Belief in conspiracy theories means less HIV testing in South Africa

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South Africans who believe in a conspiracy theory that HIV was introduced by white people as a way of controlling the black population are significantly less likely to have had an HIV test, according to a study published in the September 1st edition of the Journal of Acquired Immune Deficiency Syndromes. For the South African government to restore the public’s faith in their response to HIV, they need to “present a consistent and strong prevention platform about the importance of testing”, argue the investigators.

Although over 20% of South Africans aged 15 – 49 are infected with HIV, fewer than a fifth have been tested for HIV. Media reports suggest that there is widespread misinformation amongst the South African population about HIV, including popular belief in conspiracy theories, for example that the apartheid-era South African government manufactured HIV as a way of controlling the black population.

The behaviour of both pre- and post-majority rule administrations has provided some foundation for such beliefs, with the New York Times reporting in 2001 that the apartheid government had tried to develop biological weapons using a range of bacteria and viruses, including HIV. Furthermore, the Mbeki administration was sympathetic to theories that HIV was not the cause of AIDS.

Glossary

sample

Studies aim to give information that will be applicable to a large group of people (e.g. adults with diagnosed HIV in the UK). Because it is impractical to conduct a study with such a large group, only a sub-group (a sample) takes part in a study. This isn’t a problem as long as the characteristics of the sample are similar to those of the wider group (e.g. in terms of age, gender, CD4 count and years since diagnosis).

stigma

Social attitudes that suggest that having a particular illness or being in a particular situation is something to be ashamed of. Stigma can be questioned and challenged.

confounding

Confounding exists if the true association between one factor (Factor A) and an outcome is obscured because there is a second factor (Factor B) which is associated with both Factor A and the outcome. Confounding is often a problem in observational studies when the characteristics of people in one group differ from the characteristics of people in another group. When confounding factors are known they can be measured and controlled for (see ‘multivariable analysis’), but some confounding factors are likely to be unknown or unmeasured. This can lead to biased results. Confounding is not usually a problem in randomised controlled trials.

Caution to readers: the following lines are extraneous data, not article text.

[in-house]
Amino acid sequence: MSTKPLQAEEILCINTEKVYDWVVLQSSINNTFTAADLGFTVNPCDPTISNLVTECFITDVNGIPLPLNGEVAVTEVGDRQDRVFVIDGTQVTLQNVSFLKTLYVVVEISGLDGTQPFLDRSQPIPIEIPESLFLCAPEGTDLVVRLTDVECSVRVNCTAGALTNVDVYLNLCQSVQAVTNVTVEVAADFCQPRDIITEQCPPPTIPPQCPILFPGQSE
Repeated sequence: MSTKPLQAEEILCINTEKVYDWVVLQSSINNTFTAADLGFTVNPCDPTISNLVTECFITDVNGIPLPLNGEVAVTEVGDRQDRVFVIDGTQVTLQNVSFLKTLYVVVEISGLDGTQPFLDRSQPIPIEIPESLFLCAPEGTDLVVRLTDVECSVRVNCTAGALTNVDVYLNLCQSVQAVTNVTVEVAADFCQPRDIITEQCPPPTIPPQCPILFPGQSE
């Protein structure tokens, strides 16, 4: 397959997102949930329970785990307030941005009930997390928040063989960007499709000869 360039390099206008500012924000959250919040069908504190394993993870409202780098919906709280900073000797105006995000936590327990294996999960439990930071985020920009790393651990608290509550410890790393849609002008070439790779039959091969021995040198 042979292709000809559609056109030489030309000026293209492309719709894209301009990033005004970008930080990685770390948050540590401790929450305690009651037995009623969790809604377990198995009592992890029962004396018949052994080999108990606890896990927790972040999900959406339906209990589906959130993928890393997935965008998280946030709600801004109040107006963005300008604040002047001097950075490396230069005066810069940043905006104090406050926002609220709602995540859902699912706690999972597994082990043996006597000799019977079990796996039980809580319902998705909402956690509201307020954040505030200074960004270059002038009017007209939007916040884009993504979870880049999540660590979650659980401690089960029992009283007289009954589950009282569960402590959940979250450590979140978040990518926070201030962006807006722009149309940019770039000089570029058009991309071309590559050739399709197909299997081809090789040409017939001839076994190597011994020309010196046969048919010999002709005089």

bacteria

Single-celled micro-organisms.

Belief in conspiracy theories about HIV have been shown to be associated with lower levels of condom use amongst African-American men. But there has been no research examining an association between such beliefs and HIV risk behaviours in South Africa.

Investigators therefore designed a study involving 503 men and 438 women who were recruited from sexual health clinics in three townships. They completed a questionnaire about their HIV testing history and attitudes and beliefs towards and about HIV. One of the questions asked individuals to agree or disagree with a statement that AIDS was introduced by white people as a way to control black Africans.

Almost all (94%) the study sample were black Africans. The investigators found that a high proportion of the study sample had been tested for HIV (68%), with 24% of the tested individuals being HIV-positive.

The investigator’s first set of statistical analysis showed that individuals who had not tested for HIV had lower levels of knowledge about HIV and also had more stigmatising views about the virus (p < 0.05). The only belief about HIV that was associated with lower levels of testing was the belief in a conspiracy theory that HIV was created by white people to control the black population.

In subsequent analysis that controlled for possible confounding factors such as demographics, HIV knowledge and stigma, only age (p < 0.05) and a belief in conspiracy theories (p < 0.01) remained associated with lower levels of HIV testing.

“Our results suggest that genocidal HIV beliefs undermine public support for government-sponsored HIV-related programs and individuals’ participation in such programmes”, write the investigators.

References

Bogart LM et al. Endorsement of genocidal HIV conspiracy as a barrier to HIV testing in South Africa. J Acquir Immune Defic Syndr 49: 115 – 116, 2008.